BOSTON, Mass. – Primitive neural cells in the brains of laboratory rats respond to acute brain injuries by moving to the injured area and attempting to form new neurons, according to University of Michigan neurologist Jack M. Parent, M.D. Understanding how this self-repair mechanism works could someday help physicians reduce brain damage caused by strokes or neurodegenerative diseases.
In a presentation here today at the American Association for the Advancement of Science meeting, Jack M. Parent, M.D., an assistant professor of neurology in the U-M Medical School, described results from a series of his experiments with laboratory rats. Prolonged epileptic seizures or strokes in these rats caused neural precursor cells called neuroblasts – cells midway in development between a stem cell and a fully developed neuron – to multiply and form neural chains that migrated across the brain to the site of injury.
“What’s fascinating is that neuroblasts responded similarly to both types of brain injury,” says Parent. “There’s some cue in common that activates their development and growth. We don’t know what it is, but we are looking for candidate molecules – growth factors or neurotrophic factors – that stimulate the proliferation and migration of precursor cells.”
Parent cautions that, while his results are intriguing, many years of research at the molecular level and in animals will be necessary before human clinical trials could even be considered. “It’s not enough to stimulate the development of neuroblasts in human brains and hope they do what you want them to do,” Parent says. “There can be harmful consequences.”
Until recently, scientists believed the mammalian adult central nervous system – the brain and spinal cord – was incapable of generating new neurons from adult stem cells, a process known as neurogenesis. But now scientists know that precursor cells in a part of the brain called the subventricular zone or SVZ continue to produce new neurons throughout life for a part of the brain called the olfactory bulb, which processes scent. Another area of the brain called the dentate gyrus also generates neuroblasts, which form neurons in the hippocampus -- the section of the brain involved in learning, memory and regulating emotions. “Many other sites in the brain’s cortex contain neural progenitor cells, also, but they never develop into neurons,” Parent adds.
Prolonged epileptic seizures cause widespread, diffuse damage to neurons in the brain’s hippocampus and other parts of the limbic system -- according to Parent, who specializes in epilepsy research. When he examined slices of brain tissue from rats with seizure-induced damage using a special labeling technique that marks rapidly dividing cells, Parent found a significant increase in neuroblast development in the dentate gyrus and the sub-ventricular zone.
“Neuroblasts linked together to form long chains that migrated to the olfactory bulb through tubes formed by astrocytes, or neural structural support cells,” Parent says. “We also found neuroblasts outside the olfactory bulb streaming in chains toward the forebrain, but most died before they developed into neurons.”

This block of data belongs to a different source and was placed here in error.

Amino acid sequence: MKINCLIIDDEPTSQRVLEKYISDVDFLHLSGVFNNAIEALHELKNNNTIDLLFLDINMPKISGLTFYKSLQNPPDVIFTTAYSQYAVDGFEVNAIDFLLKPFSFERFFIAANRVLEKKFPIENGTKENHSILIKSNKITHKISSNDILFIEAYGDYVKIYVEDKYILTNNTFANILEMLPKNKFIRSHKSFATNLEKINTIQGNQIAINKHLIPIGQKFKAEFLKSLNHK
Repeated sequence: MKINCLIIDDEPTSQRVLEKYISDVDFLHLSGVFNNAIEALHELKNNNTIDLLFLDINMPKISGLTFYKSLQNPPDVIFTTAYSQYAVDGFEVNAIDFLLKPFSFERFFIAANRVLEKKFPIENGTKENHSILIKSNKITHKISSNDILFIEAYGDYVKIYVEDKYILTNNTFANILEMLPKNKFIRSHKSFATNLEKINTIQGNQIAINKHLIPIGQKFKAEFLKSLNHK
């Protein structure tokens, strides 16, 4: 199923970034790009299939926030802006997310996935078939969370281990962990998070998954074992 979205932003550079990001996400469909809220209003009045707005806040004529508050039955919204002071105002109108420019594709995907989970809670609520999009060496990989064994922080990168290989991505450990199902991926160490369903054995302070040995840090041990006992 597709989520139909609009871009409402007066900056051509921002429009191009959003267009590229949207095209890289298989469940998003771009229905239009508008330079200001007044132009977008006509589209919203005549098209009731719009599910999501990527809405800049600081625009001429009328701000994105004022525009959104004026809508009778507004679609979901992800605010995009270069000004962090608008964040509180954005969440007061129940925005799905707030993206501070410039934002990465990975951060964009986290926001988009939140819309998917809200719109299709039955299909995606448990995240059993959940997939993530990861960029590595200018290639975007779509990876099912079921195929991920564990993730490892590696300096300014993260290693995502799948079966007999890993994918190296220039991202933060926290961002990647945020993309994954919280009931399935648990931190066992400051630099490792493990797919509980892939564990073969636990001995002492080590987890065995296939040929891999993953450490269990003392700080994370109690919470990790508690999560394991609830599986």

Two weeks after he induced cerebral infarcts or strokes in rats, Parent found a major increase in the number of neuroblasts migrating toward the injury site. Five weeks after the stroke some had developed into neurons. “Most importantly, some of the newborn neurons that migrated to the injured striatum, a motor control area of the brain affected by the stroke, appeared to develop into neurons specific to the striatum,” Parent adds.
“Our results show that injury definitely induces proliferation of neuroblasts in the brain. They start to migrate to the injured area and develop into neurons. Some even become neurons appropriate for the injured area,” Parent says. “Because the precursor cells move through tubes formed by proliferating astrocytes, it is possible that astrocytes control neurogenesis. More research will be needed to know for sure.”
Migration of neuroblasts after injury to the mature brain may not always be beneficial, however. Parent and others have shown that after prolonged seizures, neuroblasts in the dentate gyrus migrate to an area called the dentate hilus where they don’t belong. Even though they are in the wrong place, these neuroblasts still appear to develop into dentate granule cells.
“However, they appear to be abnormally hyperexcitable and wire into existing nerve cell networks in a way that may lead to seizures,” Parent says. “This suggests that making more new neurons after injury is not always a good thing for brain function.”
Despite such obstacles, the idea that the brain can replace nerve cells lost to injury opens up new avenues for potential therapies. Even though the brain’s attempt to repair itself is imperfect, Parent believes increased understanding of the process could prove to be important for individuals with brain damage. “You don’t have to perfectly rebuild the brain to improve significantly the patient’s quality of life after a stroke,” he says. “If we could learn how to repair even half the damage, it may be enough.”
Parent’s research on injury-induced neurogenesis is supported by the National Institute for Neurological Disorders and Stroke (NINDS) of the National Institutes of Health and the Parents Against Childhood Epilepsy (PACE) Foundation.
The above post is reprinted from materials provided by University Of Michigan Health System. Note: Materials may be edited for content and length.
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